Evil killer Jacqueline Crymble, whose greed lead her to murder her husband Paul along with her lover, was yesterday stripped of the monies they plotted to inherit.
Crown Court judge Mr Justice McLaughlin instead ordered that Mr Crymble's grieving children, a girl and boy, should be paid the benefits from his murder, not his wife and killer.
Paying tribute to their 35-year-old father, as a successful breadwinner who'd managed to obtain a university degree and a very good job in aerospace, the judge said it was only fair that the children be compensated.
"I have no doubt that the pure financial loss to these children is huge - let alone the loss they've suffered at an emotional level," said Mr Justice McLaughlin.
Had 35-year-old Crymble and her 31-year-old lover Roger Ferguson gotten away with the Fathers' Day murder of her husband Paul three years ago, the pair stood to gain just over £300,000.
However, following investigations by the PSNI's Financial Investigations Unit, it has emerged that out of this figure, the true realisable assets is just short of £90,000, which will now be put in trust for the children.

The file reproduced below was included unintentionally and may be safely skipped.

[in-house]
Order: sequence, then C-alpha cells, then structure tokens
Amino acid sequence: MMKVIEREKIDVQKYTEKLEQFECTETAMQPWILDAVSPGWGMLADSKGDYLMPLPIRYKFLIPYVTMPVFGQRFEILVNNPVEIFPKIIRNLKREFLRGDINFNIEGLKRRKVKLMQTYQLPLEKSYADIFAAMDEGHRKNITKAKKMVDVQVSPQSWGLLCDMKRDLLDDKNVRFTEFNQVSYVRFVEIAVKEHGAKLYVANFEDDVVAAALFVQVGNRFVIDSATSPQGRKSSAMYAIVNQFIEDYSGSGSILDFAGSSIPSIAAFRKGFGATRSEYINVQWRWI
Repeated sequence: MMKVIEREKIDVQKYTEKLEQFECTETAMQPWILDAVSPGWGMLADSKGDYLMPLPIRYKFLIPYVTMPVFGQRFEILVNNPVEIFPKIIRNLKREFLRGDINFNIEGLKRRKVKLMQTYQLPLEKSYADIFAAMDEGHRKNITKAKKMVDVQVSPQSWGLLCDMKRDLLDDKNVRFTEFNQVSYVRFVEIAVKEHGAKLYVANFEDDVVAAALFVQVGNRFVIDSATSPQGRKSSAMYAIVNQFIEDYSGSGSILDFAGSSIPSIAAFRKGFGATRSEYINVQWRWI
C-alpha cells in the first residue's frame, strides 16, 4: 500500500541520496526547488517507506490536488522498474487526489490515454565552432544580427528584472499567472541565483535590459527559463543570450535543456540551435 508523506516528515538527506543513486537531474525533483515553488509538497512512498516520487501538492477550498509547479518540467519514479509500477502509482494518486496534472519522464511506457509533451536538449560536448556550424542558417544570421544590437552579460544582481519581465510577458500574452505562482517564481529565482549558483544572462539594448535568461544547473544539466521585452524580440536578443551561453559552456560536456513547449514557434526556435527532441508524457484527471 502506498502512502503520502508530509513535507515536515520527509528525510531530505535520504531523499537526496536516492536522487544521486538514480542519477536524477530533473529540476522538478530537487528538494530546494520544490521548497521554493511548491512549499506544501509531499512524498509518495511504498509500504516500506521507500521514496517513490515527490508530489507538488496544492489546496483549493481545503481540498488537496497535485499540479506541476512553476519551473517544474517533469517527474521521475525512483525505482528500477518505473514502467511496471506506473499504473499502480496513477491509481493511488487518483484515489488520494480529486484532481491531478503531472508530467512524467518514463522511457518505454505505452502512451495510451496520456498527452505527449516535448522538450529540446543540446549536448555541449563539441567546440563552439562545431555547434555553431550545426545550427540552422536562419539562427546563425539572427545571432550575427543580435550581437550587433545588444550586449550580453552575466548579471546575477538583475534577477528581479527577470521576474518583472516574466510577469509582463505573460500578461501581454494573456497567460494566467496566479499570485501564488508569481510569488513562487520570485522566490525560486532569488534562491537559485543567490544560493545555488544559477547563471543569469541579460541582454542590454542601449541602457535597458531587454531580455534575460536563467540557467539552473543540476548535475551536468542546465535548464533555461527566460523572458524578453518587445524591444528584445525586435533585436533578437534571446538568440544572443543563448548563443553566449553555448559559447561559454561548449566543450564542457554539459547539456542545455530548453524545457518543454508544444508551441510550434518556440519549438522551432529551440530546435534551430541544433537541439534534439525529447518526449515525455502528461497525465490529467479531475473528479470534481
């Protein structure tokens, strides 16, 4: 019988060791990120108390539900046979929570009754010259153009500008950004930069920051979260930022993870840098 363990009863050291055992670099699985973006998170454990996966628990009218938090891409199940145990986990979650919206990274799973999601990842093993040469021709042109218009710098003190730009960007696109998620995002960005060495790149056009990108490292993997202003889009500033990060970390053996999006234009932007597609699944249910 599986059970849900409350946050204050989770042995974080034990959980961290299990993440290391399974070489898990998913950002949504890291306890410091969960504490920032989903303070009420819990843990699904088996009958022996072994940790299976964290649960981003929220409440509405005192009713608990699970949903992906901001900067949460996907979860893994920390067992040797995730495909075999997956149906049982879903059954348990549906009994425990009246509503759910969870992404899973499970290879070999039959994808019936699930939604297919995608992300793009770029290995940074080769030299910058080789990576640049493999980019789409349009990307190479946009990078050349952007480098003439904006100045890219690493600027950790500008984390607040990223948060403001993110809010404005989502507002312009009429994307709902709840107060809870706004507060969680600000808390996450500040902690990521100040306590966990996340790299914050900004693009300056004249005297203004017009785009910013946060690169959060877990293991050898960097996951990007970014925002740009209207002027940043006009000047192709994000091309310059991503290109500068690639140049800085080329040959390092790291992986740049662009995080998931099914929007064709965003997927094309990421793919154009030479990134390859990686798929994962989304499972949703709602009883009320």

In making the orders, one of confiscating the monies from Crymble and the other of compensation to her children, Mr Justice McLaughlin said it brought to an end what was for him "a very sad affair".
Earlier the Newry judge, sitting in Belfast, said had Mr Crymble died from natural causes or murdered by someone else, his widowed wife would have received all of his estate, save for the bequeathed legacies he'd made to the children.
"Clearly the policy of the law is to ensure that a perpetrator should not benefit from the death of his or her victim," said Mr Justice McLaughlin.
In the circumstances of this case, he added, his task was to determine whether Crymble benefited from the murder.
"I am satisfied that upon the death of Paul Crymble, his widow, Jacqueline Crymble obtained an interest in all his property," said the judge.
Crymble, jailed for life with a minimum of 20 years, is currently awaiting her appeal against her conviction for the murder of her husband.
He was killed, in the words of the prosecution, out of her greed and lust for money.